Honors American Literature (5)
23 January 2012
Portrait of Daisy Buchanan
Wife of Tom Buchanan, cousin (once removed) of Nick Carraway, and love interest of Jay Gatsby are all titles once held by Daisy Buchanan, an intriguing character in F. Scott Fitzgerald’s classic “The Great Gatsby.” Throughout the novel, Daisy oozes thoughtlessness; she has an unspoken essence of charm, but once she gets the attention she craves she acts on another personality trait of hers, her frivolous disregard for other people’s emotions. While these characteristics are part of what define Daisy, a more fitting description of Daisy’s essence would be her practicality. In the first chapter, Daisy hopes that her daughter will be less commonsensical than she is, in chapter eight the reader finds out that Daisy was under the impression that Gatsby came from a wealthy background, and again in the eighth chapter, the issue of Daisy’s undying astuteness rears it’s head.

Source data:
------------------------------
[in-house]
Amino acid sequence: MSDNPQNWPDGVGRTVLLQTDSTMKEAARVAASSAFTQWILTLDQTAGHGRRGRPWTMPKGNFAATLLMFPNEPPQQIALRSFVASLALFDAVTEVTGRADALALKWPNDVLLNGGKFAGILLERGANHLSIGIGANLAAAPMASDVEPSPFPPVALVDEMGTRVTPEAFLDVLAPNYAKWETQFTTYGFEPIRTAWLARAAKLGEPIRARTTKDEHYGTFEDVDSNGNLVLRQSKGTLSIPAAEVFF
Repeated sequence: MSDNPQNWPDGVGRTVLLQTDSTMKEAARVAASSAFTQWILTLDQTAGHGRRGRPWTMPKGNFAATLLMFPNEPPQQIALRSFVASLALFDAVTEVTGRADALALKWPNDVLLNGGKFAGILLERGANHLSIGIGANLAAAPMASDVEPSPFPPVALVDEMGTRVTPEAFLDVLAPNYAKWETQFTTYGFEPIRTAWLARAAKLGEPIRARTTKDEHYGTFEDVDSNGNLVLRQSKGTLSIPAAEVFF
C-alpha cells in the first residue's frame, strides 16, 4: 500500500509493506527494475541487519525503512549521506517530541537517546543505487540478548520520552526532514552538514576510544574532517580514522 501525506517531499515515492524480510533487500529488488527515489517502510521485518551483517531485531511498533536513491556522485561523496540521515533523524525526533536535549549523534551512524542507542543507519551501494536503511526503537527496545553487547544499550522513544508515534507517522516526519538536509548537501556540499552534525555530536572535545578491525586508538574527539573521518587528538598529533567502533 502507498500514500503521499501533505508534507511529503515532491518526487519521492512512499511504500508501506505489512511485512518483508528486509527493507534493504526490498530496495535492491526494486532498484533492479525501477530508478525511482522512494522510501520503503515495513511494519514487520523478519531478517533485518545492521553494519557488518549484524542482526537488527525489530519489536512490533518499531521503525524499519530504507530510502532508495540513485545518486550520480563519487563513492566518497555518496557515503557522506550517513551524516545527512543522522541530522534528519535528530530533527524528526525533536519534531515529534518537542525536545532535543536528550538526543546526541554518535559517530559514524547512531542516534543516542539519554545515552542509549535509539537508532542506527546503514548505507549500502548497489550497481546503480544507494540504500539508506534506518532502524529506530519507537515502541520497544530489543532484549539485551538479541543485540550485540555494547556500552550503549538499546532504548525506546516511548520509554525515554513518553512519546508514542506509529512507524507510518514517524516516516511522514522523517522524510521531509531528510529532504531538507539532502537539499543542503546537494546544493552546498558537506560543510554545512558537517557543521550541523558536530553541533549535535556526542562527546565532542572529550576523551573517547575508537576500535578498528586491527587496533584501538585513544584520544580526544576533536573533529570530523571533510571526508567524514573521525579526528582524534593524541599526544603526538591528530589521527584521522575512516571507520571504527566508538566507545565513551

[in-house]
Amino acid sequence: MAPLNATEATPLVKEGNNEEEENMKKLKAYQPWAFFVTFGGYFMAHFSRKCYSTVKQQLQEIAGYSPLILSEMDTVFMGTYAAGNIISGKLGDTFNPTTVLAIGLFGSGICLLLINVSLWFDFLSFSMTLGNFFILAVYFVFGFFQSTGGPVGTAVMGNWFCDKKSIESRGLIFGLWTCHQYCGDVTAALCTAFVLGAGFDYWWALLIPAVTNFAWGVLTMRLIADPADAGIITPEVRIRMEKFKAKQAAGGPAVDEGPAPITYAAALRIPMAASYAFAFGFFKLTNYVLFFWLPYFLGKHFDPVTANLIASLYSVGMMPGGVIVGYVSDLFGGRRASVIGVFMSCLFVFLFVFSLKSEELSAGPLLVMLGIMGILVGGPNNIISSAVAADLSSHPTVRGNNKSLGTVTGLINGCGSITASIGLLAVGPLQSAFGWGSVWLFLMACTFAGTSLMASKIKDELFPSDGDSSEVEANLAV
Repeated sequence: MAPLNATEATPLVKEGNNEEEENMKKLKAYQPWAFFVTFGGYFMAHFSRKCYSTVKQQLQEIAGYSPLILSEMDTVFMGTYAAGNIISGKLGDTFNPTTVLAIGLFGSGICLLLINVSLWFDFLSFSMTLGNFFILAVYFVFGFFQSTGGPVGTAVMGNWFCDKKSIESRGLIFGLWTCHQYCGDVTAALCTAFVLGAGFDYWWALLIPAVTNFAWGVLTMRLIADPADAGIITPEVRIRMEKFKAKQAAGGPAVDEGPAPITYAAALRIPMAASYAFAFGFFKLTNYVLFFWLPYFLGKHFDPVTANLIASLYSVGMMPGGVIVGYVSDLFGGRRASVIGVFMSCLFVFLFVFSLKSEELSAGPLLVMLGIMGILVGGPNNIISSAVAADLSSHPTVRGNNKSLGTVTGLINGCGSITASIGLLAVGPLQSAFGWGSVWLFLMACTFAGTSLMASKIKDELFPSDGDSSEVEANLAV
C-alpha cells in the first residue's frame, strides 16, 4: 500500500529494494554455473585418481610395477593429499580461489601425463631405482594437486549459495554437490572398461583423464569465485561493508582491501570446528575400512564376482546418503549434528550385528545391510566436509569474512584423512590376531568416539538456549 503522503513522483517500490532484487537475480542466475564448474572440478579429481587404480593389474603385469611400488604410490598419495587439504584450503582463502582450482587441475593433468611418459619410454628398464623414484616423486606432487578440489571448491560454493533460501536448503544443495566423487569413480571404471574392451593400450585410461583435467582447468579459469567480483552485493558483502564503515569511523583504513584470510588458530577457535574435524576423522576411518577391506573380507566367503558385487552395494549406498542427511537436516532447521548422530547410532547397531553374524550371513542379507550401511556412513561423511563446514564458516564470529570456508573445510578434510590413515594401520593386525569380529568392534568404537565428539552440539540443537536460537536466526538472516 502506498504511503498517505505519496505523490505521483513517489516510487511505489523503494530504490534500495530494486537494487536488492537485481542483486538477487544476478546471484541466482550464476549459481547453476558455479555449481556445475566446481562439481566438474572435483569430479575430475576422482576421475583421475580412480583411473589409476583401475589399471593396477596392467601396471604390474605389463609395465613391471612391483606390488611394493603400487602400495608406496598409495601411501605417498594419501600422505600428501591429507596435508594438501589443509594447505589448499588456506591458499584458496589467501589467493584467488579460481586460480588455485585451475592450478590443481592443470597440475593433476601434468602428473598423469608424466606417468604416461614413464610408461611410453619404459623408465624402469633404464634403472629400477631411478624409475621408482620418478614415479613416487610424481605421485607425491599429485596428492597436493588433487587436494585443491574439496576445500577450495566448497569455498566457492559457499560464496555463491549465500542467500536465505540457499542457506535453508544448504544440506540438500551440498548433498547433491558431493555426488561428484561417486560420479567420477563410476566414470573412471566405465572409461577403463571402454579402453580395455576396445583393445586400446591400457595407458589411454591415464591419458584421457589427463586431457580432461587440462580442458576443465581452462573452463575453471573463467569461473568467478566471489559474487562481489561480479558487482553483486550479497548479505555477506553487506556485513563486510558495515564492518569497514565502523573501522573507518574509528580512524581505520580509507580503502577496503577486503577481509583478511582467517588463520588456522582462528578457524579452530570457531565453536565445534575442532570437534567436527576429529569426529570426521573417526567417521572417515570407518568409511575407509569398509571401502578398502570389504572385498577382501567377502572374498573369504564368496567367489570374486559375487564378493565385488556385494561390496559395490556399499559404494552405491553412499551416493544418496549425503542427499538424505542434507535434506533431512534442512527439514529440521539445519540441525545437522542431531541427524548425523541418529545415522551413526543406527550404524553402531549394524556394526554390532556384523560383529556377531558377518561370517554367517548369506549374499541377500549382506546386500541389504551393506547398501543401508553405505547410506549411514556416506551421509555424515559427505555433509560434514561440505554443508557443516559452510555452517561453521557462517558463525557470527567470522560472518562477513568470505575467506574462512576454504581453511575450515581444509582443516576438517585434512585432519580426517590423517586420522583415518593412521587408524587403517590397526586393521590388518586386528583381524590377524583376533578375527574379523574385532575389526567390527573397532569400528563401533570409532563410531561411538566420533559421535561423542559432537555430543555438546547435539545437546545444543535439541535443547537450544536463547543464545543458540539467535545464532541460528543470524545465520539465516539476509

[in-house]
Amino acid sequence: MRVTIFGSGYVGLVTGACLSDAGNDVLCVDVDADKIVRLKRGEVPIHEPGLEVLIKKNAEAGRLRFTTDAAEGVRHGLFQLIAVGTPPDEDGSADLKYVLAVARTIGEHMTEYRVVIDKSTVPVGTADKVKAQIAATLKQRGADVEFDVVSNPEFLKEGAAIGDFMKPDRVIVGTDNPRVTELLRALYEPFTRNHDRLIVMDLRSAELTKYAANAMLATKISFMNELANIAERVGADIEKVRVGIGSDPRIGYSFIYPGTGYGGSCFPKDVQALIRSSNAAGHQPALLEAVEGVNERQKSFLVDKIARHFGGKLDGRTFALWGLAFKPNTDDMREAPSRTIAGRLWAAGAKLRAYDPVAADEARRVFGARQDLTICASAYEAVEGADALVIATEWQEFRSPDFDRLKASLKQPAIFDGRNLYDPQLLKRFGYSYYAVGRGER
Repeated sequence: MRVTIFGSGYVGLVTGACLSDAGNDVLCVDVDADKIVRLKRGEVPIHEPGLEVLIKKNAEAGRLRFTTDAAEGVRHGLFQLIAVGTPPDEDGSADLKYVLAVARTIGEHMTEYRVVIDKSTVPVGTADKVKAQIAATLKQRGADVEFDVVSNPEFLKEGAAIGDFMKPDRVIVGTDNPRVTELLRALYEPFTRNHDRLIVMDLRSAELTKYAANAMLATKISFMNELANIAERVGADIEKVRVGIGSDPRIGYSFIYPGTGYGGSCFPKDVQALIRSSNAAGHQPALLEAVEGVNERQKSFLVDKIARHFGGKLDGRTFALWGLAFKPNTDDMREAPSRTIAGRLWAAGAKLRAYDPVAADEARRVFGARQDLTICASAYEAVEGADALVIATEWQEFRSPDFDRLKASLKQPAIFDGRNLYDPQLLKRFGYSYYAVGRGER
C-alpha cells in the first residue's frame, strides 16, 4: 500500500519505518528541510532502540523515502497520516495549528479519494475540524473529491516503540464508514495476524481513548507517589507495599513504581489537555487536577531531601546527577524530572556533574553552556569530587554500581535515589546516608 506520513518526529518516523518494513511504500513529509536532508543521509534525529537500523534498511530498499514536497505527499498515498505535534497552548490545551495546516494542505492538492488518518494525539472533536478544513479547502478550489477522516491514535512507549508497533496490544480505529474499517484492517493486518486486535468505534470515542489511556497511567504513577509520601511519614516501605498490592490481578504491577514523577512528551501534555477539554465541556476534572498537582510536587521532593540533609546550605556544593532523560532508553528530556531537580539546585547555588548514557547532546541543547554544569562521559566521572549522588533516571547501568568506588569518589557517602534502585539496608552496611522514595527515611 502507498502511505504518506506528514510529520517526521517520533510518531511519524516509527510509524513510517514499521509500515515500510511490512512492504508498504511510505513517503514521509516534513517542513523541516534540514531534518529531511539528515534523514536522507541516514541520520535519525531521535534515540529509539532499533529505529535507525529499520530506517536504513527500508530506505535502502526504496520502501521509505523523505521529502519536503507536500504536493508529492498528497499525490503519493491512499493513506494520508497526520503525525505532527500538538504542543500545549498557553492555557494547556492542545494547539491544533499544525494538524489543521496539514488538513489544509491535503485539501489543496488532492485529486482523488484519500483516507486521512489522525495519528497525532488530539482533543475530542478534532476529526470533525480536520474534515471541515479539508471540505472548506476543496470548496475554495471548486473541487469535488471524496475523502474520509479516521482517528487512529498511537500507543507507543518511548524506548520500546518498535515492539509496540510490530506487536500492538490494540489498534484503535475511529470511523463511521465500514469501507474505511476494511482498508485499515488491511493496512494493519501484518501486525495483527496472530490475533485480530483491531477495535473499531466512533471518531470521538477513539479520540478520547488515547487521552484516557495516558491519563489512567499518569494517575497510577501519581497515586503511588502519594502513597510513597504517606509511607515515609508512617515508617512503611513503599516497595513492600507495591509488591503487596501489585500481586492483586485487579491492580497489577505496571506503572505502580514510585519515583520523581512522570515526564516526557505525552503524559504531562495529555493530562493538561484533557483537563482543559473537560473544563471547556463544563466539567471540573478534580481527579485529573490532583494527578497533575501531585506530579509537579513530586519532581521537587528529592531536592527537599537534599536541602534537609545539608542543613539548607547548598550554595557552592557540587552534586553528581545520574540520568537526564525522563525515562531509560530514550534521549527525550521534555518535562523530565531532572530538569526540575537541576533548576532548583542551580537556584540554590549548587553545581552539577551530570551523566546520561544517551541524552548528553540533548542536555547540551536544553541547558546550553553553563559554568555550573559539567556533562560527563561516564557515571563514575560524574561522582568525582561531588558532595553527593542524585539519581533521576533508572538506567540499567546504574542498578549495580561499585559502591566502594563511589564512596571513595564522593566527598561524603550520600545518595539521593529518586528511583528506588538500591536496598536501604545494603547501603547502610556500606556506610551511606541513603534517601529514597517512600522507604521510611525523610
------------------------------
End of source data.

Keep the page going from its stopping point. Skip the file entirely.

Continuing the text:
Within the first seventeen pages of the novel, Fitzgerald has already addressed Daisy’s need to remain grounded and realistic. After giving birth to her daughter, Pammy, Daisy remarks: “I’m glad it’s a girl. And I hope she’ll be a fool—that’s the best thing a girl can be in this world, a beautiful little fool.” Daisy is hoping that her daughter never develops the everlasting practicality that she was cursed with. At this point in the story, Daisy has already sent her “Dear John” letter to Gatsby, and begun a relationship, then marriage with the well off Tom Buchanan. Daisy is wishing that she had been less pragmatic and more foolish by taking a chance and staying with Gatsby rather than being safe and marrying Tom. Daisy hates that she cannot allow herself to be happy with Gatsby without the security of Tom’s money. By hoping for a foolish daughter Daisy is hoping for Pammy to make decisions based on love and whatever makes her happy rather than the seemingly fundamental things that Daisy was...